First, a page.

Divorce In The Yellow Wallpaper, By Charlotte Perkins Gilman

Pages: 4 (838 words) Published: February 26, 2018


During the late 1800’s, the subject of divorce was quite unmentionable. For women, divorce was burdensome to obtain; however, for men, if women committed a simple act of adultery, then a divorce could be granted. At first, it was almost impossible for women to get divorced, but later, if their husbands committed adultery and any other harmful crime, such as abuse, then they may file for divorce. Even so, it became futile for divorced women to live after this because the subject of divorce was so taboo that no one would accept them and they had to fend for themselves. Susan Glaspell, Charlotte Perkins Gilman, and Kate Chopin all expressed what women went through during an unhappy marriage and how they would rather suffer in their marriage rather than getting a divorce and obtain freedom. Chopin, Glaspell, and Gilman use concrete literary elements in each of their...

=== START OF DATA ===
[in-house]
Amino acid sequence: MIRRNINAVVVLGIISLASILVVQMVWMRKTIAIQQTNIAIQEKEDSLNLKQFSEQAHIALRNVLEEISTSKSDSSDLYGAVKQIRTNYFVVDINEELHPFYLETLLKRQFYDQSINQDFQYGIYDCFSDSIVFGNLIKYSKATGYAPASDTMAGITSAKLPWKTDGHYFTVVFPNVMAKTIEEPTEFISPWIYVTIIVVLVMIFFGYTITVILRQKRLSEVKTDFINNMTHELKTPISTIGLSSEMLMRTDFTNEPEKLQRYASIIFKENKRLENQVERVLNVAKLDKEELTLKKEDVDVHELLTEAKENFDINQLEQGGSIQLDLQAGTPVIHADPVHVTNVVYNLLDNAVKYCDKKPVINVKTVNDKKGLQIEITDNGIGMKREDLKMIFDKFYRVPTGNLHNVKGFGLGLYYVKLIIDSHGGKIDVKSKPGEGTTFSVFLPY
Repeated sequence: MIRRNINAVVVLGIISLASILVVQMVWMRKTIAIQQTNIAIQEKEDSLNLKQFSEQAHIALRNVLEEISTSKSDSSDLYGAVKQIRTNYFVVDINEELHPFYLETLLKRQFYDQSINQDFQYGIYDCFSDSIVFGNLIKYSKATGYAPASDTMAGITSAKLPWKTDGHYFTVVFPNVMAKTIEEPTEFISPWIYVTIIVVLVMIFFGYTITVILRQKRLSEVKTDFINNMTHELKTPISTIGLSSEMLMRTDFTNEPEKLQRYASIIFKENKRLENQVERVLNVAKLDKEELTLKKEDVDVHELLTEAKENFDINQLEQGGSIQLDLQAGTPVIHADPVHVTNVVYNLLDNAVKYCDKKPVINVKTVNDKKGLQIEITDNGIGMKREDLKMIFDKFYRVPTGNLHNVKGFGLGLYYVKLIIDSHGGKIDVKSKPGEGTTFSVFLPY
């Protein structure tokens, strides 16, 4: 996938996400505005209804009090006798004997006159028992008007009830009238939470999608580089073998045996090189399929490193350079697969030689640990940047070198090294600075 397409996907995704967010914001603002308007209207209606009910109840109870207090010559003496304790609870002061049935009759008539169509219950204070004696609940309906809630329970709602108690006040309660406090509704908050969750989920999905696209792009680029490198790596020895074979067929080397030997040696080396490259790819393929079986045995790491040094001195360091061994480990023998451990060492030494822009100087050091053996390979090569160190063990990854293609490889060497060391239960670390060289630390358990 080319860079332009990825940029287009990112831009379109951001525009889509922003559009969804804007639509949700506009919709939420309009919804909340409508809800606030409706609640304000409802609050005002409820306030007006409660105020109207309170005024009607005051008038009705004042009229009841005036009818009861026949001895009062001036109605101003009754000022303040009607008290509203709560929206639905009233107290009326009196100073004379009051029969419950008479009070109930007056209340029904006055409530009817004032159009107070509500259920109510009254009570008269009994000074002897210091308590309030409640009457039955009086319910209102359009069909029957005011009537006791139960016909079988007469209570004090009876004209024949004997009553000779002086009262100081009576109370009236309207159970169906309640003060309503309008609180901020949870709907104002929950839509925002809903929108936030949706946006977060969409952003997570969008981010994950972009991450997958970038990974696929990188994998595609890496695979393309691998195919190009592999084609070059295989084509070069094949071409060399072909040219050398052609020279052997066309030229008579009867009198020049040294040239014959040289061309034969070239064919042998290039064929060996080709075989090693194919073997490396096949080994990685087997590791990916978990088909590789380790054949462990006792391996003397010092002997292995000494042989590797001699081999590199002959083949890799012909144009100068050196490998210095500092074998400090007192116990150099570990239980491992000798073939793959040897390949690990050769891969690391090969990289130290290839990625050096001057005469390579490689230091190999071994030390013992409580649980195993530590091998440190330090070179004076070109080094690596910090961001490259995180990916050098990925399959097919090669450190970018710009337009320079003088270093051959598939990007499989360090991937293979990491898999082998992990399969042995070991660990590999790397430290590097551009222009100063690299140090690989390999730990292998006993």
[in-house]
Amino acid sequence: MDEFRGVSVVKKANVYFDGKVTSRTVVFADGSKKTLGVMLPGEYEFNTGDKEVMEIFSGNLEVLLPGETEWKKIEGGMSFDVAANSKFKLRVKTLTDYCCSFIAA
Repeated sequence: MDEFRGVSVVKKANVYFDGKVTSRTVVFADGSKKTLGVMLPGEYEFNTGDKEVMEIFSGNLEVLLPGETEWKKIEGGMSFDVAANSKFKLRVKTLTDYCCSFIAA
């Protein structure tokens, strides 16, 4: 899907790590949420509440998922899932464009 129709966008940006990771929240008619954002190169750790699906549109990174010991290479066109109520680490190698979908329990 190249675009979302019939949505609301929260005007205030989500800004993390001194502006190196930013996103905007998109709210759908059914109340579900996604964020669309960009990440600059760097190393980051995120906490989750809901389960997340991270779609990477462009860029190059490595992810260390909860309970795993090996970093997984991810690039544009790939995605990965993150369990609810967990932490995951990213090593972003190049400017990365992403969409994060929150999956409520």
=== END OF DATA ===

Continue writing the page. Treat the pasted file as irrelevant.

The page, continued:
The narrator suffered from a mental issue, postpartum depression, and her husband did nothing but claim she was in denial and that it was all in her head and continuously left her in a room all day. Being trapped in a room all day with no way out except permission from her husband drove her to insanity. The narrator began to have paranoia and believe that her husband in sister-in-law was trying to place her back into the wallpaper, which she became obsessed with. The wife may have thought she was okay and continuously tried to please her husband and she tried to control herself for her husband’s sake, but the husband did not yearn to believe that anything was wrong with his wife. See, her husband could not handle his ego being punished, so he thought that the narrator was overreacting, which he later learns the hard way that she was not. The narrator desperately needed to be freed from her mind and by going insane, she felt as if, ultimately, she was...
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